This is a repost of something that got lost in my recent server issue. The issues I discuss in this open letter go beyond the specifics of my discussion with Lucinda Lewis (another post on this topic can be viewed here), so I cross posted it here. Rather than simply repost it this time, I wanted to take a moment and offer some thoughts that may help readers put this letter into the broader context, which I feel is ultimately the more important issue.
During the course of conducting my research on brass embouchures, I’ve come across several cases of serious embouchure dysfunction and become interested in learning more about what is causing those problems and how they can be best treated. Sifting through the wide variety of resources I happened to come across (ranging from medical, academic, musical, and just random stuff you can find on the internet), I’ve discovered that not only are recommendations for serious embouchure issues all over the map, but many of the experts seem to be completely unaware of each other.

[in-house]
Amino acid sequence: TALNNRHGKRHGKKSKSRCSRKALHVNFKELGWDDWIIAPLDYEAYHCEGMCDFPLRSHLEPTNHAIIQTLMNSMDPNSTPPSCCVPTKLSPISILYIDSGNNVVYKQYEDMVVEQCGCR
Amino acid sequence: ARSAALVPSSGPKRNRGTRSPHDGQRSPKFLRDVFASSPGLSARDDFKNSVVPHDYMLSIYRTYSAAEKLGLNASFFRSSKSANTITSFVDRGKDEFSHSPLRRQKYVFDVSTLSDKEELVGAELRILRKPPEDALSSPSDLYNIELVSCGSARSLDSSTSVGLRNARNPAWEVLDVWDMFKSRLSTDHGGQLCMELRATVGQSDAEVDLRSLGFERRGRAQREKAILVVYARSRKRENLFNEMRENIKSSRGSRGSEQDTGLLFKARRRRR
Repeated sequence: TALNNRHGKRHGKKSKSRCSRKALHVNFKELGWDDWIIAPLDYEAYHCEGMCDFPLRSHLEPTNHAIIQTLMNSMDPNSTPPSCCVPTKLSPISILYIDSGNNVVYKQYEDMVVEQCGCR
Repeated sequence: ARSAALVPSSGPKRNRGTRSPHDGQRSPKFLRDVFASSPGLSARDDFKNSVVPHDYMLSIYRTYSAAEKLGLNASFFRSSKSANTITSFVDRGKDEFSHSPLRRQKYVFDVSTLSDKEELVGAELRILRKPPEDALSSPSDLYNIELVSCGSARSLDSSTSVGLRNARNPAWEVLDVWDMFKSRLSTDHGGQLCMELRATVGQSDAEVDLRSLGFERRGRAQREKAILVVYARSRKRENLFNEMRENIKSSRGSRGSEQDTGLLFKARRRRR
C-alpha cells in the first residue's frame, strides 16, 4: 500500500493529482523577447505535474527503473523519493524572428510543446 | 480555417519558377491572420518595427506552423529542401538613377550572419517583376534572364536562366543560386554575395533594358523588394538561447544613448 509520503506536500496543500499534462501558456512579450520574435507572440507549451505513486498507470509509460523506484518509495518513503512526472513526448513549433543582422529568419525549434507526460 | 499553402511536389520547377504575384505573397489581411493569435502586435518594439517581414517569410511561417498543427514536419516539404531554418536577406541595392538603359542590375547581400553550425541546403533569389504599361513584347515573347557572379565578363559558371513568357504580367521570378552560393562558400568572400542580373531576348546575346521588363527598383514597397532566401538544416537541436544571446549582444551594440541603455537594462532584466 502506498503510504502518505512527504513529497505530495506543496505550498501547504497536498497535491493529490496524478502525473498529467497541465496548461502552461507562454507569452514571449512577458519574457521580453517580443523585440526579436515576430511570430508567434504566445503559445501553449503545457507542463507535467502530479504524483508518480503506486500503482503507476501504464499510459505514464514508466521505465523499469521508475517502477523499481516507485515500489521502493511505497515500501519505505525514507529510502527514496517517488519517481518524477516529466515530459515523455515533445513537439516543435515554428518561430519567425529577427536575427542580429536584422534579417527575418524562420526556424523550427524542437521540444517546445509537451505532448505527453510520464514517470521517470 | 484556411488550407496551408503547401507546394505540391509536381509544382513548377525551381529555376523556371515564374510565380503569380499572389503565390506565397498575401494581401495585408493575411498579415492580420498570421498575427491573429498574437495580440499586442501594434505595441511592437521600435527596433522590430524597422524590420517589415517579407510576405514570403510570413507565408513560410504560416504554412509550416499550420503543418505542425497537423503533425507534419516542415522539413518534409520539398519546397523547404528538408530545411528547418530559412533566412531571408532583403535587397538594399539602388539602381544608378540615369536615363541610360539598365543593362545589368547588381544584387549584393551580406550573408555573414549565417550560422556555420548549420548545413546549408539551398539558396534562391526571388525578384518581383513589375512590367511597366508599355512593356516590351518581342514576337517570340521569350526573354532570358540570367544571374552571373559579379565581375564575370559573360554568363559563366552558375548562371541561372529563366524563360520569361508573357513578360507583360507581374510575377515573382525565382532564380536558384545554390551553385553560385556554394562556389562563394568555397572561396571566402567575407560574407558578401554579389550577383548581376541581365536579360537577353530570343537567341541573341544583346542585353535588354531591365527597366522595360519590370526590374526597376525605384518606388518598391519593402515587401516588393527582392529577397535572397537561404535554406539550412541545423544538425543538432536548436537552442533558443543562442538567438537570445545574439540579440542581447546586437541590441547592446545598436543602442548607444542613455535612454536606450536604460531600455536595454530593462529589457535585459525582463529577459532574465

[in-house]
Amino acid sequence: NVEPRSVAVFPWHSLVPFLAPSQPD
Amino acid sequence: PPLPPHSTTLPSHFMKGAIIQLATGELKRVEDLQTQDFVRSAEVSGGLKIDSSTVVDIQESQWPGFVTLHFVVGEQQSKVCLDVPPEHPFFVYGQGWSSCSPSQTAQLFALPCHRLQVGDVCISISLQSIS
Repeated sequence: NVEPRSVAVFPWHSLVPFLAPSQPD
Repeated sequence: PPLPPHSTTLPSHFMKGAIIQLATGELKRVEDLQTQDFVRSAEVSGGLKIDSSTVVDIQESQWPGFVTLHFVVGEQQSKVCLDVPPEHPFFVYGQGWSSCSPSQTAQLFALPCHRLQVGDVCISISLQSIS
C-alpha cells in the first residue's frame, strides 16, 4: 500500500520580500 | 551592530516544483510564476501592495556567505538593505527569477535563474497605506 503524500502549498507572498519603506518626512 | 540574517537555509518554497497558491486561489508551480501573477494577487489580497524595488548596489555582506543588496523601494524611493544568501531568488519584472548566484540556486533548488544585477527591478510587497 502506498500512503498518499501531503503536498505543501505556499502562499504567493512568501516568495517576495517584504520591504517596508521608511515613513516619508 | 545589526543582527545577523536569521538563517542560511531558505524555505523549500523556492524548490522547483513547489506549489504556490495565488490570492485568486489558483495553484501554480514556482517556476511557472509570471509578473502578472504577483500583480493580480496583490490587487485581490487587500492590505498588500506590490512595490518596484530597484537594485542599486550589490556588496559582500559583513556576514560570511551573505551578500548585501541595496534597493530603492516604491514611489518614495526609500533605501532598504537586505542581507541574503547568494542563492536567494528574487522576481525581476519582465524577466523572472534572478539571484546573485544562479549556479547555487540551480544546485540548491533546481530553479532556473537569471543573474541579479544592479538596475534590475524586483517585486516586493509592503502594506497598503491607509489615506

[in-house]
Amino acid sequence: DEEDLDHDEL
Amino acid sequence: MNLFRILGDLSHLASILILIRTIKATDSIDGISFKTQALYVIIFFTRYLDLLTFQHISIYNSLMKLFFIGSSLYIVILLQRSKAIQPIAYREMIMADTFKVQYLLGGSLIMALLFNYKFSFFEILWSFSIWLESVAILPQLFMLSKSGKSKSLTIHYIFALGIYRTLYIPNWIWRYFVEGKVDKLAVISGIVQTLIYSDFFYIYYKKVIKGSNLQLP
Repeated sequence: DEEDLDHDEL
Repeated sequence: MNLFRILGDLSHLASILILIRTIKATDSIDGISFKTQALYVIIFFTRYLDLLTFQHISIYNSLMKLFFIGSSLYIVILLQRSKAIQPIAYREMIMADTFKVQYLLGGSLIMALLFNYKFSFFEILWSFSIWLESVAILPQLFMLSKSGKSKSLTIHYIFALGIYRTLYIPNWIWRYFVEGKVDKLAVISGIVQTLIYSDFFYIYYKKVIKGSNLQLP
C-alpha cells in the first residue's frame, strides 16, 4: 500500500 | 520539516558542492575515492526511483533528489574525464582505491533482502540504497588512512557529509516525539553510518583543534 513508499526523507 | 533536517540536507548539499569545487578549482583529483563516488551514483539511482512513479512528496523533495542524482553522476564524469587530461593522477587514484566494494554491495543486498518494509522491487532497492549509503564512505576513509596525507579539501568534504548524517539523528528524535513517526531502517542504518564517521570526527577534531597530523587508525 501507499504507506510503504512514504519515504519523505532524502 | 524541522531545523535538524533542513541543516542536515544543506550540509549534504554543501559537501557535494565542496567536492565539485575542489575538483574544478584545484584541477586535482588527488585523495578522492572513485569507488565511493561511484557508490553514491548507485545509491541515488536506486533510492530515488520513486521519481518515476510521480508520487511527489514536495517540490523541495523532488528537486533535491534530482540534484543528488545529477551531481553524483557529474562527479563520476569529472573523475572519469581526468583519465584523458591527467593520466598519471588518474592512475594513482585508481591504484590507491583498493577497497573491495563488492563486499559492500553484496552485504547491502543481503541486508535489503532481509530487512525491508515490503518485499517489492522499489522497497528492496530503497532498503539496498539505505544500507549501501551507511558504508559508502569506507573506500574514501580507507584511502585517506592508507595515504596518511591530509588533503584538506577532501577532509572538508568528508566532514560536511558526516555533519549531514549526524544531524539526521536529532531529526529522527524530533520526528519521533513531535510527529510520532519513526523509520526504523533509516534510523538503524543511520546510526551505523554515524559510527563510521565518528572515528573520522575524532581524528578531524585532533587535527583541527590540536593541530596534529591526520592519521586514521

I feel the scientific method provides us with the best model to follow here. Not only does it require us to make an effort to falsify our hypotheses about embouchure dysfunction (only if it withstands this process can our research be accepted), but it also places a high emphasis on peer review and collaboration. In all three areas, brass pedagogy has tended to drop the ball. More importantly, the handful of individuals who are devoted to helping players with serious embouchure dysfunction are frequently basing their advice on philosophical, illogical, or on poorly understood or biased research methods. In this particular area we can and should do better.